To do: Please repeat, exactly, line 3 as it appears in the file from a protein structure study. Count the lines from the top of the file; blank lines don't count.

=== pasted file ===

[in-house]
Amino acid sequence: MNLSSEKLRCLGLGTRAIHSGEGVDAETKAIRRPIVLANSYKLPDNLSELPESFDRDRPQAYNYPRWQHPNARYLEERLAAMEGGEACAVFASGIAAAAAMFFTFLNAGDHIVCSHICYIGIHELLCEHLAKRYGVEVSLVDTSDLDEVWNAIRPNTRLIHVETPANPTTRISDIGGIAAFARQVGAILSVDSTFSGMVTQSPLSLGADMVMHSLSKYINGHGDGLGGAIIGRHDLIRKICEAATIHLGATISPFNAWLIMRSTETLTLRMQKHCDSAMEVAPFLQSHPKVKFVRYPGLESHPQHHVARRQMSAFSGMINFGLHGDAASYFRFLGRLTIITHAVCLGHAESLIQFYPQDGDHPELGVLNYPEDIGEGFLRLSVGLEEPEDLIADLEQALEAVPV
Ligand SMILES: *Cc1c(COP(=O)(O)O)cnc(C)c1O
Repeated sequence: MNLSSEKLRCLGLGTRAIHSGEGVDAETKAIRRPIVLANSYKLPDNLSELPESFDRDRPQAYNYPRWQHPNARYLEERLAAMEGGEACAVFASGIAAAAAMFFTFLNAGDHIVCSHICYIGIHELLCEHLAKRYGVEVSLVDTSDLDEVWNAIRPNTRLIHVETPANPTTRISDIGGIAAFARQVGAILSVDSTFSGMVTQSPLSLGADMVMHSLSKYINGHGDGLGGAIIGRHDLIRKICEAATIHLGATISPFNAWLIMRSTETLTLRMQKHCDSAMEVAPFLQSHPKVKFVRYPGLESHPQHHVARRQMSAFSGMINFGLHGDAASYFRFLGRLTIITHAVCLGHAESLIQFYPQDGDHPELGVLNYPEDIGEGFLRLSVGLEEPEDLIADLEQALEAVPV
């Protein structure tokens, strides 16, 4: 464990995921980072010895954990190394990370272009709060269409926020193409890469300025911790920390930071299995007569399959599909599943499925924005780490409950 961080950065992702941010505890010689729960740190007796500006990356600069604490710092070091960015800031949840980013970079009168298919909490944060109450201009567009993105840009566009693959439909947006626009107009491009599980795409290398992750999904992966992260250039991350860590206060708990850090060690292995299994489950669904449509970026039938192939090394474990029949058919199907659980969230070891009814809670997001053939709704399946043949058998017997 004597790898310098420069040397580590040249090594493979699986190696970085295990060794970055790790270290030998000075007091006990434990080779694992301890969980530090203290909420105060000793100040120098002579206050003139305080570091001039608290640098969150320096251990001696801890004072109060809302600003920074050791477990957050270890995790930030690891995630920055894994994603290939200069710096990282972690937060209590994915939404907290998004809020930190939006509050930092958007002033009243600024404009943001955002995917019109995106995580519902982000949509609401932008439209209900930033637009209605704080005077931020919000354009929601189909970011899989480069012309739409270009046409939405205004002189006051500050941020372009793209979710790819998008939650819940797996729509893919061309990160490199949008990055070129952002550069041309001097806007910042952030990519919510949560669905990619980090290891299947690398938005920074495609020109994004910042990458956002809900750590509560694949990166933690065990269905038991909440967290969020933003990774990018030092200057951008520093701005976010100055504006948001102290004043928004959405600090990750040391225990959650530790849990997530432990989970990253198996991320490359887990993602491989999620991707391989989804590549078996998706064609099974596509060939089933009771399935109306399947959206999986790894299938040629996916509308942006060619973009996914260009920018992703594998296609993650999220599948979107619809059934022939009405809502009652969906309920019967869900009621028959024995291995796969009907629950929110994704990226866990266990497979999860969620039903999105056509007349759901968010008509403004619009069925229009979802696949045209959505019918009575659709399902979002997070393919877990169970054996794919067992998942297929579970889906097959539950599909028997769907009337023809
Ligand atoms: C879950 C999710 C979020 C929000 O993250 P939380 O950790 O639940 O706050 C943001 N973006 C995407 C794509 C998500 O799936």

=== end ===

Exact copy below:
Ligand SMILES: *Cc1c(COP(=O)(O)O)cnc(C)c1O